Burn Down the Ground
By Kambri Crews
(Villard, Hardcover, 9780345516022, 352pp.)
Publication Date: February 28, 2012
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In this powerful, affecting, and unflinching memoir, a daughter looks back on her unconventional childhood with deaf parents in rural Texas while trying to reconcile it to her present life—one in which her father is serving a twenty-year sentence in a maximum-security prison.
As a child, Kambri Crews wished that she’d been born deaf so that she, too, could fully belong to the tight-knit Deaf community that embraced her parents. Her beautiful mother was a saint who would swiftly correct anyone’s notion that deaf equaled dumb. Her handsome father, on the other hand, was more likely to be found hanging out with the sinners. Strong, gregarious, and hardworking, he managed to turn a wild plot of land into a family homestead complete with running water and electricity. To Kambri, he was Daniel Boone, Frank Lloyd Wright, Ben Franklin, and Elvis Presley all rolled into one.
But if Kambri’s dad was Superman, then the hearing world was his kryptonite. The isolation that accompanied his deafness unlocked a fierce temper—a rage that a teenage Kambri witnessed when he attacked her mother, and that culminated fourteen years later in his conviction for another violent crime.
With a smart mix of brutal honesty and blunt humor, Kambri Crews explores her complicated bond with her father—which begins with adoration, moves to fear, and finally arrives at understanding—as she tries to forge a new connection between them while he lives behind bars. Burn Down the Ground is a brilliant portrait of living in two worlds—one hearing, the other deaf; one under the laid-back Texas sun, the other within the energetic pulse of New York City; one mired in violence, the other rife with possibility—and heralds the arrival of a captivating new voice.
Kambri Crews owns her own PR and production company specializing in comedy. A renowned storyteller and public speaker, she has appeared at the Moth, Upright Citizen’s Brigade, and SXSW Interactive. She splits her time between Astoria, Queens, and Cochecton, New York, with her husband, comedian Christian Finnegan.
“Surprisingly funny and uplifting, this touching account of a deaf family living on the edge is raw and candid. Crews writes beautifully, honestly, and with deep affection about her conflicted relationship with her father and her love for her family, in good times and bad.”—Paula Froelich, author of the New York Times bestseller Mercury in Retrograde
“Kambri Crews is an exceptional writer. Her voice is fresh, fearless, and singular—with an ability to craft a story you will never be able to forget, but also won’t be able to stop talking about.”—Mandy Stadtmiller, columnist, New York Post
“A riveting American tale, delivered with clear eyes and great love. In the face of incredible hardship, Crews endures.”—Jane Borden, author of I Totally Meant to Do That
“Addictive and heartbreaking, Kambri’s memoir demonstrates both true grit and a sense of humor that exists only among the very sharpest of those who have survived extraordinary childhoods.”—Julie Klausner, author of I Don’t Care About Your Band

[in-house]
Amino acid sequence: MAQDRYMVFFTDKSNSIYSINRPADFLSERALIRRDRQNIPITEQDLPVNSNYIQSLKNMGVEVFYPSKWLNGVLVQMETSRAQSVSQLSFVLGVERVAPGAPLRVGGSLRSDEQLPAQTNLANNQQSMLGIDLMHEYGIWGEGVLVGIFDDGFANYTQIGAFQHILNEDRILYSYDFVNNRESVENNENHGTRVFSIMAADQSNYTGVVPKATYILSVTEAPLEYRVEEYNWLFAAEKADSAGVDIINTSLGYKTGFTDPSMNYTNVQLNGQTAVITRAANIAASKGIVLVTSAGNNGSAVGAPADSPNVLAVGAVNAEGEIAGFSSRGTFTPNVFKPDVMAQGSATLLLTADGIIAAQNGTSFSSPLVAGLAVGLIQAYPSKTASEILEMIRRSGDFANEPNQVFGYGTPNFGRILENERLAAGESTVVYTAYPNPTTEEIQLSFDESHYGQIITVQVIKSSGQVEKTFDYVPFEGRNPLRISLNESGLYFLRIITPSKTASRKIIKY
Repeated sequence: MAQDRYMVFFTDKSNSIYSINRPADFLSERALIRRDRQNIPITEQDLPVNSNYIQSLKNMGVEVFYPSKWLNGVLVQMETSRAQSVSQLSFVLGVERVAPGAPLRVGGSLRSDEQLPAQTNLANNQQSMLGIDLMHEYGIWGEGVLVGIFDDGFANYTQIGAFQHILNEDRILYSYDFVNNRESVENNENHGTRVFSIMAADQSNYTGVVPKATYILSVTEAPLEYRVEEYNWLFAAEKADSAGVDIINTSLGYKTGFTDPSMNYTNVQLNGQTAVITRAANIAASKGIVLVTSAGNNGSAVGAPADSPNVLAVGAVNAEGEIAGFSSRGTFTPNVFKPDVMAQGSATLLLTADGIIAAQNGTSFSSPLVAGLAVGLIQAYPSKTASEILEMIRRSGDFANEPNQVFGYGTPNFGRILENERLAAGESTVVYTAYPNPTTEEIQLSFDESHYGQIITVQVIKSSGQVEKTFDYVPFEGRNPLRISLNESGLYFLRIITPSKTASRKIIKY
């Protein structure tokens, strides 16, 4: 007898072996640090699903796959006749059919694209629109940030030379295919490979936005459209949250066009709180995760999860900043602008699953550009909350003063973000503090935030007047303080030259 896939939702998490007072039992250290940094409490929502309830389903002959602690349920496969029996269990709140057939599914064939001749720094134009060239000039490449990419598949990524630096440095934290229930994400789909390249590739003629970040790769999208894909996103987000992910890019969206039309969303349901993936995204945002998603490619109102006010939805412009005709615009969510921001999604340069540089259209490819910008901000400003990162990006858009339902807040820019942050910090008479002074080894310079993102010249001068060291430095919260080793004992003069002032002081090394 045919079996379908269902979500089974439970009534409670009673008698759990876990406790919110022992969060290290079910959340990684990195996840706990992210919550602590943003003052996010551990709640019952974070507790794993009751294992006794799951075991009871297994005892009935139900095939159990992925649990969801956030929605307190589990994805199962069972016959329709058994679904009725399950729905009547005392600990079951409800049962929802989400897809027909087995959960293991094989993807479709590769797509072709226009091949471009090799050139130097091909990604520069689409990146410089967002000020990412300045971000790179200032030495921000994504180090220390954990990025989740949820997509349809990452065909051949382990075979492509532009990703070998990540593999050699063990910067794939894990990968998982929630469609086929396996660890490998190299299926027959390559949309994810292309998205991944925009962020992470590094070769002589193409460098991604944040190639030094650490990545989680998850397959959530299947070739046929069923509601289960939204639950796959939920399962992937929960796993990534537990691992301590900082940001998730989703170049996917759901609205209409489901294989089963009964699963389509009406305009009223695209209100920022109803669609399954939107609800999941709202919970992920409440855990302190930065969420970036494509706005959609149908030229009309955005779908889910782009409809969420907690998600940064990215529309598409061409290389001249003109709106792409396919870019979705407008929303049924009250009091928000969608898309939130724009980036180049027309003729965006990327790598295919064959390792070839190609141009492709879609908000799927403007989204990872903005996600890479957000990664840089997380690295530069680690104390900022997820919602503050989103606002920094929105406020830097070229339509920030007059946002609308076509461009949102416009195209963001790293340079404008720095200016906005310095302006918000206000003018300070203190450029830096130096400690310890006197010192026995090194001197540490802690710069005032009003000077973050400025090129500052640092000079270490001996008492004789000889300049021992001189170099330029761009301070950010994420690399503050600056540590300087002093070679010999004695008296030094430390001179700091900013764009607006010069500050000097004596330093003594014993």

“Imagine living in a tin shed, growing up as the hearing child of deaf parents, seeing your father attack your mother, or sneaking gum into prison. Those are just half of the challenges Kambri Crews faced growing up. Burn Down the Ground is a story of triumph in the face of poverty, alcoholism, violence, and, worst of all, heartbreakingly powerful love.”—Annabelle Gurwitch, co-author of You Say Tomato, I Say Shut Up
“In my eyes, Kambri Crews is a heroine. It takes a person—a survivor—with a miraculous magnitude of strength to be able to see the human side of her father in spite of what he did.”—Julie Rems-Smario, executive director, DeafHope
“Kambri Crews is a survivor, and a fiercely witty one. Her memories of growing up with two volatile deaf parents in the backwoods of Texas will inspire, delight, horrify, and amaze you. The matter-of-fact way in which she describes traumatic and painful events puts me in mind of Jeannette Walls’s The Glass Castle, Dorothy Allison’s Bastard Out of Carolina, and Rick Bragg’s All Over but the Shoutin’. Read this unforgettable account of an American family’s tragic explosion and the tough-as-nails young woman who walked out of the ashes to tell her tale.”—Sara Benincasa, author of Agorafabulous
"As well-paced and stirring as a novel. In her fluid narrative … Crews neither wallows in self-pity nor plays for cheap black-comedic yuks. Instead, this book stands out for what matters most: Crews’ story, bluntly told.” —Elle Magazine
“[An] unsparing yet compassionate account of [Crews’] dysfunctional childhood and the father who both charmed and victimized her family… Poignant and unsettling.” —Kirkus
“Harrowing…What Kambri has done is face the truth with an unflinching eye… a remarkable odyssey of scorched earth, collateral damage, and survival… intensely readable.” —Publishers Weekly
“[A] vivid and affectionate depiction of life with two deaf parents.. like Mary Karr’s The Liar’s Club, Burn Down the Ground interweaves the toughness and laughter of an impoverished Texan childhood… Her story is a testament to her resilience, and to the power of recognition and forgiveness to heal childhood wounds.” —BookPage
“[Crews] renders a compelling testament to the strength of the human spirit.”